MUMBAI — Sensitive topics (and few can be as sensitive as acid attacks that irreversibly damage a woman both physically and psychologically) need expert handling for a film to work. Though the two meanings are usually synonymous, what we mean here by “work” is not commercial success but a connect to the viewer’s heart and soul. When the story is also real (albeit necessarily dramatized), this becomes more vital.
In short, a film like this should corrode your heart and soul into feeling deeply for the victims, if only as a viewer. It should scar you and leave a deep impact and takeaway, if not motivate a section of the audience to spur the legal and governmental changes needed in the laws and their implementation.
Sadly, “Chhapaak” does not even come close to this level.
Seemingly at a tangent, we must mention that our two top names, Priyanka Chopra (now) Jonas and Deepika Padukone, both had parallel tracks vis-a-vis their international cinematic forays and turning producers of a Hindi film. This after co-starring in “Bajirao Mastani” (wherein Chopra decimated Padukone in the scenes and song together, and overall with a terrific performance).
What is more important is that both Chopra (she is the offspring of two doctors) and Padukone turned Hindi film producers with films based on real-life stories about (in essence) human beings who should have been devastated but fought back with sheer spirit. And, in such films, the b-o. can be irrrelevant.
But here’s the key difference: Shonali Bose’s film, “The Sky Is Pink” largely connected despite some needless length, and Chopra was magnificent as the mother of the victim. Here, the film largely leaves you cold, and Padukone is strictly average, but for her scenes as a college girl, in which she is not just excellent but perfect.
The biopic based on Laxmi Agarwal’s story follows the usual pattern of changing key characters’ names, but this time, director-co-writer Meghna Gulzar does not reach even the limited levels of “Talvar,” her first biopic, forget the zinger that her last film “Raazi” was. Her writing is inconsistent and erratic, and that stems from a deep confusion.
Gulzar is not sure if she wants to focus on Malti (Laxmi’s screen counterpart, played by Padukone)’s spirit, her tragedy as it affects Malti’s star-crossed family (with a brother falling gravely ill and an alcoholic father), the legal issues, the demand for control or regulation of acid as an over-the-counter product, or the media coverage of all this.
The social angle is also quarter-baked—it is mentioned that acid attack victims are women “jo padhna chahati hai ya badhna chahti hai (who want to get educated and go up in life), but the reason for the attack on Malti is simply insane jealousy as she does not reciprocate her family friend’s romantic overtures.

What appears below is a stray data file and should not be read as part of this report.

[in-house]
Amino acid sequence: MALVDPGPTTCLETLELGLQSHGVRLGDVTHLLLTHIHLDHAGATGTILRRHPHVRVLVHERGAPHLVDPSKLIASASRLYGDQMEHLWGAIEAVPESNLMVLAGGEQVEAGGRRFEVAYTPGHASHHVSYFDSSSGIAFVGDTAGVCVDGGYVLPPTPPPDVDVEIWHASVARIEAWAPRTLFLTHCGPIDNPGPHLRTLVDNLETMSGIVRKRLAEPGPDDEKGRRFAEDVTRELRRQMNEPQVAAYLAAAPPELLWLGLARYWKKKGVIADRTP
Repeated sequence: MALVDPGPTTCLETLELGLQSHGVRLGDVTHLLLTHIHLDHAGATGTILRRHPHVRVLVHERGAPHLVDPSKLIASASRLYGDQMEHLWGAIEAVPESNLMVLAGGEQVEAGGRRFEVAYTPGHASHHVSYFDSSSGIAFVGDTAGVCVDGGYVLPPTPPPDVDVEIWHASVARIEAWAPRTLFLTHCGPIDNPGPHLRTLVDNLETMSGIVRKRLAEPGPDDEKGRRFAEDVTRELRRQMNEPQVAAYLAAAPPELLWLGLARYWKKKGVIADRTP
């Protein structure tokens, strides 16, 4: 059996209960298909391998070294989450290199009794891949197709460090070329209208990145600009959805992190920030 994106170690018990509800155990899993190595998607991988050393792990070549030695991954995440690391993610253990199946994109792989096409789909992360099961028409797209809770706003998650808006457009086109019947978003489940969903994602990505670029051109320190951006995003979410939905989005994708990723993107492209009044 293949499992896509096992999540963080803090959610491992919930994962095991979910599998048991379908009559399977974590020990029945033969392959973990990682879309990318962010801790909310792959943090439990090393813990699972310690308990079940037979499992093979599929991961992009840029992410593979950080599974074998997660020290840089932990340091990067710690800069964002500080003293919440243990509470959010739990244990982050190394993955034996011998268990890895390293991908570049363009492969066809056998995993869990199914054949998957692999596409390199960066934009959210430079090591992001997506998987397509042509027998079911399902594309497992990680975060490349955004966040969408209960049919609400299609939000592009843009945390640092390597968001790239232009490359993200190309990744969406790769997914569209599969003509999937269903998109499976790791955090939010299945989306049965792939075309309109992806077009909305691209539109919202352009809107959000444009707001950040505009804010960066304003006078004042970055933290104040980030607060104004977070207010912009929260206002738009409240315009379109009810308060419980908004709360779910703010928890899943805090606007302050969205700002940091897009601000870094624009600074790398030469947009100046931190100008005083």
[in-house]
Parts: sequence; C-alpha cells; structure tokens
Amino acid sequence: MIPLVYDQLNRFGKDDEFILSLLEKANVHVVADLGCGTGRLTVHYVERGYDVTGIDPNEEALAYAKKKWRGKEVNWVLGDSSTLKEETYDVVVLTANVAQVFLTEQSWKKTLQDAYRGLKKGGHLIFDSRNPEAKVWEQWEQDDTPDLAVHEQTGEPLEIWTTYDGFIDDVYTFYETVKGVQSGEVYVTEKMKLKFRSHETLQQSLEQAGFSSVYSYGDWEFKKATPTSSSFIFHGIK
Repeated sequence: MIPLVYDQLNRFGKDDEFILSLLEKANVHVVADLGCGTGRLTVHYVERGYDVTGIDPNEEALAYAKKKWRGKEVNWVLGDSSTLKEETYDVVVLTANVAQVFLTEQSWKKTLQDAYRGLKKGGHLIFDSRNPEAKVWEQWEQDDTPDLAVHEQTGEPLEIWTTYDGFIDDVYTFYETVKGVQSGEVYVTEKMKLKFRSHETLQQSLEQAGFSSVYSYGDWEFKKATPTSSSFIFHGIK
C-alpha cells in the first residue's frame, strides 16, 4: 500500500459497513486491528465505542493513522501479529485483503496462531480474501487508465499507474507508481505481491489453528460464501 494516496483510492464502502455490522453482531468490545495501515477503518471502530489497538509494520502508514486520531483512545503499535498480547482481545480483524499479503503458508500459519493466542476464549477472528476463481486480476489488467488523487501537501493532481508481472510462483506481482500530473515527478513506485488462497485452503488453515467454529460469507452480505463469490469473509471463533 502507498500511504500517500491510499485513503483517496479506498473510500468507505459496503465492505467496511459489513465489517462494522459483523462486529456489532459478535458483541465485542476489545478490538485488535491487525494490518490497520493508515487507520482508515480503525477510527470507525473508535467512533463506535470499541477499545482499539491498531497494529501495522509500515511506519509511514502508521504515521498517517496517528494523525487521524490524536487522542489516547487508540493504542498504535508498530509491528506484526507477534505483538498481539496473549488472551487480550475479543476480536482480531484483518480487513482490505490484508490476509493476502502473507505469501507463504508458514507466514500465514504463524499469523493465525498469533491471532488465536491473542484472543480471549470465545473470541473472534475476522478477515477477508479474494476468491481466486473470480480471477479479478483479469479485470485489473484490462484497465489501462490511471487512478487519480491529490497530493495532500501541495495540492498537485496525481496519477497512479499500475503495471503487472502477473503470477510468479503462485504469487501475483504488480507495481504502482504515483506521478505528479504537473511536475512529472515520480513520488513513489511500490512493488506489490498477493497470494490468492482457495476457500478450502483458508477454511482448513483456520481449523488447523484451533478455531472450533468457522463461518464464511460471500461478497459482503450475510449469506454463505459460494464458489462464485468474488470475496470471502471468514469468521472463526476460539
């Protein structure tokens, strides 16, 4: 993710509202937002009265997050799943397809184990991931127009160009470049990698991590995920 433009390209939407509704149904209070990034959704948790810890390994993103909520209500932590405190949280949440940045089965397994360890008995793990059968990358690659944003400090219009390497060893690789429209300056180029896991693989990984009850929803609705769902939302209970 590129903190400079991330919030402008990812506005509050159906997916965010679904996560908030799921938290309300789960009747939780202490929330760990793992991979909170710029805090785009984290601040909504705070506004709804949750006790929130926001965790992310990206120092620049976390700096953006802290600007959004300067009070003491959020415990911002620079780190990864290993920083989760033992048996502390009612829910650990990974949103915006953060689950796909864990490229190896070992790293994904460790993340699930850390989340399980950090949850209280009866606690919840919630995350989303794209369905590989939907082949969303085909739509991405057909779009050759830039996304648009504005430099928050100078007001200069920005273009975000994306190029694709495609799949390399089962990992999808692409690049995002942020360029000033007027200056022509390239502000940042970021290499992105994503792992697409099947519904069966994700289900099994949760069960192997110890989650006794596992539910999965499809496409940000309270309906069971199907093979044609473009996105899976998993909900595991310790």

The case drags on for years and years, as the verdict is challenged by the defendant Basheer Khan a.k.a. Babbu (Vishal Pandya, excellent in his controlled performance showing his unapologetic demeanor) and he also gets frequent bail. The subtle demand here for keeping laws stringent for acid attackers does not come across graphically enough to make us cringe and seethe.
Alongside, Malti develops a soft corner for NGO worker Amol (Vikrant Massey), who soon begins to reciprocate her love. This part is half-baked and not shown very convincingly.
We liked certain touches: the scene where Malti sees her first reflection in a mirror, the panel of judges rapping government officials for the red tape in regulating the sale of acid, the amusing rickshaw sequence where the driver, despite being a local, prefers the trems “left” and “right” to the Hindi words “baayein” and “daayein” and the sweet terrace scene between father and daughter.
But the film has no climax to speak of. Instead of slides showing how Laxmi’s life has progressed since, we have acid attack statistics alone. The defeatist fact that acid is still freely available is also stressed, and the last sequence is meant to shock but ends up as a clumsy and ill-conceived attempt at sensationalism, almost as if the director had an afterthought that the story she as handling as quite dry, and needed an artificial boost with another unrelated incident!
Technically competent, the film has one remarkable song, “Chhapaak Se Pehchan Le Gaya” that is well-written (Gulzar) and composed (Shankar-Ehsaan-Loy). From the performances, Babbu’s sister is superb, especially in the dogged defiance she shows in court, and we wish we knew the name of this actress, and Manohar Teli as Malti’s father is quite lovable in his helplessness. Massey is good, and so is the lawyer (Madhurjeet Sargi).
But the film does not really make the impact the serious and topical theme deserved.
Produced by: Deepika Padukone, Meghna Gulzar & Govind Singh Sandhu
Directed by: Meghna Gulzar
Written by: Meghna Gulzar& Atika Chohan
Starring: Deepika Padukone, Vikrant Massey, Vishal Dahiya, Madhurjeet Sargi,
Delzad Hiwale, Vaibhavi Upadhyay, Manohar Teli, Payal Nair, Chittaranjan Tripathy, Geeta Agarwal, Ankit Bisht & others